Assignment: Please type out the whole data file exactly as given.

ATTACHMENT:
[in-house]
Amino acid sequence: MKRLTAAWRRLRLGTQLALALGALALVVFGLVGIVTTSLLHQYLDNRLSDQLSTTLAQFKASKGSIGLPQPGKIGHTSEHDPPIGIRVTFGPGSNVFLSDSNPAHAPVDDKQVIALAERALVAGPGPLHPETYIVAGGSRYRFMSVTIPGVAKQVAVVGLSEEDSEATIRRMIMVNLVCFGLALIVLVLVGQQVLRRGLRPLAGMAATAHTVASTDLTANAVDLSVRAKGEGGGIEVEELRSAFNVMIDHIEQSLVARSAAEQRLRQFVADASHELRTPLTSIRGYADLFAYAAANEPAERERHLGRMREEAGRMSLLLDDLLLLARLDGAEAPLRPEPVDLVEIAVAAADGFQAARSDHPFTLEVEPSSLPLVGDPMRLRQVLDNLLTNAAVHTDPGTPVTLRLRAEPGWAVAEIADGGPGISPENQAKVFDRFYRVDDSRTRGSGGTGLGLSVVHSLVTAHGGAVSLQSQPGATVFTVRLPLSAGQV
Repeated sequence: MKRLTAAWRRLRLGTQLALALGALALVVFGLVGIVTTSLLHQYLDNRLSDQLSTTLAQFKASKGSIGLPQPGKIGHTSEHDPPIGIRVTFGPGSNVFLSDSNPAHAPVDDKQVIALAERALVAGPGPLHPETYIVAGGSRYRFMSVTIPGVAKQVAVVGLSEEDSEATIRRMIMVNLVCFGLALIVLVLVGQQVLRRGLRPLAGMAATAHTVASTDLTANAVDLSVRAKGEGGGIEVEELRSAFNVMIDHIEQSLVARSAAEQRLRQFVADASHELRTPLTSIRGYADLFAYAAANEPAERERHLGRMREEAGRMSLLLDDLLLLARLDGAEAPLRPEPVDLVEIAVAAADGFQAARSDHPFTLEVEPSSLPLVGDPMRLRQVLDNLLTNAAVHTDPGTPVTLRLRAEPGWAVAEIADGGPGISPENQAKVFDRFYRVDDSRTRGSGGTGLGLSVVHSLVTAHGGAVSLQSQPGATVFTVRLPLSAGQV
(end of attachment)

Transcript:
[in-house]
Amino acid sequence: MKRLTAAWRRLRLGTQLALALGALALVVFGLVGIVTTSLLHQYLDNRLSDQLSTTLAQFKASKGSIGLPQPGKIGHTSEHDPPIGIRVTFGPGSNVFLSDSNPAHAPVDDKQVIALAERALVAGPGPLHPETYIVAGGSRYRFMSVTIPGVAKQVAVVGLSEEDSEATIRRMIMVNLVCFGLALIVLVLVGQQVLRRGLRPLAGMAATAHTVASTDLTANAVDLSVRAKGEGGGIEVEELRSAFNVMIDHIEQSLVARSAAEQRLRQFVADASHELRTPLTSIRGYADLFAYAAANEPAERERHLGRMREEAGRMSLLLDDLLLLARLDGAEAPLRPEPVDLVEIAVAAADGFQAARSDHPFTLEVEPSSLPLVGDPMRLRQVLDNLLTNAAVHTDPGTPVTLRLRAEPGWAVAEIADGGPGISPENQAKVFDRFYRVDDSRTRGSGGTGLGLSVVHSLVTAHGGAVSLQSQPGATVFTVRLPLSAGQV
Repeated sequence: MKRLTAAWRRLRLGTQLALALGALALVVFGLVGIVTTSLLHQYLDNRLSDQLSTTLAQFKASKGSIGLPQPGKIGHTSEHDPPIGIRVTFGPGSNVFLSDSNPAHAPVDDKQVIALAERALVAGPGPLHPETYIVAGGSRYRFMSVTIPGVAKQVAVVGLSEEDSEATIRRMIMVNLVCFGLALIVLVLVGQQVLRRGLRPLAGMAATAHTVASTDLTANAVDLSVRAKGEGGGIEVEELRSAFNVMIDHIEQSLVARSAAEQRLRQFVADASHELRTPLTSIRGYADLFAYAAANEPAERERHLGRMREEAGRMSLLLDDLLLLARLDGAEAPLRPEPVDLVEIAVAAADGFQAARSDHPFTLEVEPSSLPLVGDPMRLRQVLDNLLTNAAVHTDPGTPVTLRLRAEPGWAVAEIADGGPGISPENQAKVFDRFYRVDDSRTRGSGGTGLGLSVVHSLVTAHGGAVSLQSQPGATVFTVRLPLSAGQV